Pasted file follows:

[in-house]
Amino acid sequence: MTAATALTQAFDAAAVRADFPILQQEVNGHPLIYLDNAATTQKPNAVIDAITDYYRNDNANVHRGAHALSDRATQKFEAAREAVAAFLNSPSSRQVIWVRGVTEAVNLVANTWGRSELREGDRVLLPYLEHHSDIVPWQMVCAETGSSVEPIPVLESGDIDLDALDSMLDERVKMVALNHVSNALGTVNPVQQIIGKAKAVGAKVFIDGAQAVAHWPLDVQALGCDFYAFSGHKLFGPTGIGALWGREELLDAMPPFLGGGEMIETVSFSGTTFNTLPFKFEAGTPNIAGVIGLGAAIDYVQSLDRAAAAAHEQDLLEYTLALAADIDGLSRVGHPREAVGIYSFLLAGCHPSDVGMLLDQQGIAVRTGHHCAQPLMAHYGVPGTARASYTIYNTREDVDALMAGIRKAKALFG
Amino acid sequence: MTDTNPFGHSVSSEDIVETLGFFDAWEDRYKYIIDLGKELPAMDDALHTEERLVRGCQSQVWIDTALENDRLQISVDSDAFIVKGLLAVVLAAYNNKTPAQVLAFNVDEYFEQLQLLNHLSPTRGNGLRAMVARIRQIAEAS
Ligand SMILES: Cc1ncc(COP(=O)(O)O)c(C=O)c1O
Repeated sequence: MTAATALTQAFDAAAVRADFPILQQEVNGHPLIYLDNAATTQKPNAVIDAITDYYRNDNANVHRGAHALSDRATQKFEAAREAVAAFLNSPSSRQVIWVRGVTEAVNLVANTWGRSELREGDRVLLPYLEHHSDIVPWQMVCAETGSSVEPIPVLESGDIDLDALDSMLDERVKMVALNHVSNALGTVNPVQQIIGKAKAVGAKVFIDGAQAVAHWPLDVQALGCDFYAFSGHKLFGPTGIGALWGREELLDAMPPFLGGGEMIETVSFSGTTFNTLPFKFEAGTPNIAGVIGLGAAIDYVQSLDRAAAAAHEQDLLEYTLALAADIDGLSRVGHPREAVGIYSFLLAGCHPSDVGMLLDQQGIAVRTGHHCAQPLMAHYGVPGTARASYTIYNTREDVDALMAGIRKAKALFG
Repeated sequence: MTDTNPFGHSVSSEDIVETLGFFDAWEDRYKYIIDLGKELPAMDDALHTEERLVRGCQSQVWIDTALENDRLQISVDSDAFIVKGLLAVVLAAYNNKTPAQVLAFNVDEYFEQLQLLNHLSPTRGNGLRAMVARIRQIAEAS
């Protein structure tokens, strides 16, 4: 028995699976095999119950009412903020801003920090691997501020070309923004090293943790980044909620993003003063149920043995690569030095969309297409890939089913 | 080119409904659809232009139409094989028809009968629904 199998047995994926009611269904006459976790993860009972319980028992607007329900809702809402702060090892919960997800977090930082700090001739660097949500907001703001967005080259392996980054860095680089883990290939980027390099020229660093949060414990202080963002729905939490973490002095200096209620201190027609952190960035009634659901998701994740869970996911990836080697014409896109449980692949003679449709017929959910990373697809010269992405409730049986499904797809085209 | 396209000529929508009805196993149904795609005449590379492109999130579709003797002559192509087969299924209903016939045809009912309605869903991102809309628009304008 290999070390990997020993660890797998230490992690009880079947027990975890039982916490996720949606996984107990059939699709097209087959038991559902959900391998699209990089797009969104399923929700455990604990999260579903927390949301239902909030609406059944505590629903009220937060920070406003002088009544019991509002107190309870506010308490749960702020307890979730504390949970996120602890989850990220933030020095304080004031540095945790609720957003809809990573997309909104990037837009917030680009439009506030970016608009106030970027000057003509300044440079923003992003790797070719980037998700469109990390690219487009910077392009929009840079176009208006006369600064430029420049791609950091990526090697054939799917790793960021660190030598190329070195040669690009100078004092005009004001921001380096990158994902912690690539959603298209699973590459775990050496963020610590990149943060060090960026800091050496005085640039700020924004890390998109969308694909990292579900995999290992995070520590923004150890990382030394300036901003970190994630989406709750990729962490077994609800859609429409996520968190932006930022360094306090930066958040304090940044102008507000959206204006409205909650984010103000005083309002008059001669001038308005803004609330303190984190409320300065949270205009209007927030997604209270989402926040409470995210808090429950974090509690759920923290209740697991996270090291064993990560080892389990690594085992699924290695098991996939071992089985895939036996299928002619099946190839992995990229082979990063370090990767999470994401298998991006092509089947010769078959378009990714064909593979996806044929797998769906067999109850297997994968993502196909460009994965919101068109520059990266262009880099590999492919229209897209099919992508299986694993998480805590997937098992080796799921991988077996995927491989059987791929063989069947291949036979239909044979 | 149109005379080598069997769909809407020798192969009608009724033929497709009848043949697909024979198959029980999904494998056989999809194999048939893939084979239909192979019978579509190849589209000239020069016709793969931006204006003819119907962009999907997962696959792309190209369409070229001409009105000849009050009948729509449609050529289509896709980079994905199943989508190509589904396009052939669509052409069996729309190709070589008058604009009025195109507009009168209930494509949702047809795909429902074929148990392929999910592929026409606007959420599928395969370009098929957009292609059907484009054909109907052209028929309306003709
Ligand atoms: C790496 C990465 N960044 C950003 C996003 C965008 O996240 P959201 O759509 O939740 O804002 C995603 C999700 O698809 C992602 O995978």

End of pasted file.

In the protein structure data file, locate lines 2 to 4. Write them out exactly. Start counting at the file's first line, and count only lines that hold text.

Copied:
Amino acid sequence: MTAATALTQAFDAAAVRADFPILQQEVNGHPLIYLDNAATTQKPNAVIDAITDYYRNDNANVHRGAHALSDRATQKFEAAREAVAAFLNSPSSRQVIWVRGVTEAVNLVANTWGRSELREGDRVLLPYLEHHSDIVPWQMVCAETGSSVEPIPVLESGDIDLDALDSMLDERVKMVALNHVSNALGTVNPVQQIIGKAKAVGAKVFIDGAQAVAHWPLDVQALGCDFYAFSGHKLFGPTGIGALWGREELLDAMPPFLGGGEMIETVSFSGTTFNTLPFKFEAGTPNIAGVIGLGAAIDYVQSLDRAAAAAHEQDLLEYTLALAADIDGLSRVGHPREAVGIYSFLLAGCHPSDVGMLLDQQGIAVRTGHHCAQPLMAHYGVPGTARASYTIYNTREDVDALMAGIRKAKALFG
Amino acid sequence: MTDTNPFGHSVSSEDIVETLGFFDAWEDRYKYIIDLGKELPAMDDALHTEERLVRGCQSQVWIDTALENDRLQISVDSDAFIVKGLLAVVLAAYNNKTPAQVLAFNVDEYFEQLQLLNHLSPTRGNGLRAMVARIRQIAEAS
Ligand SMILES: Cc1ncc(COP(=O)(O)O)c(C=O)c1O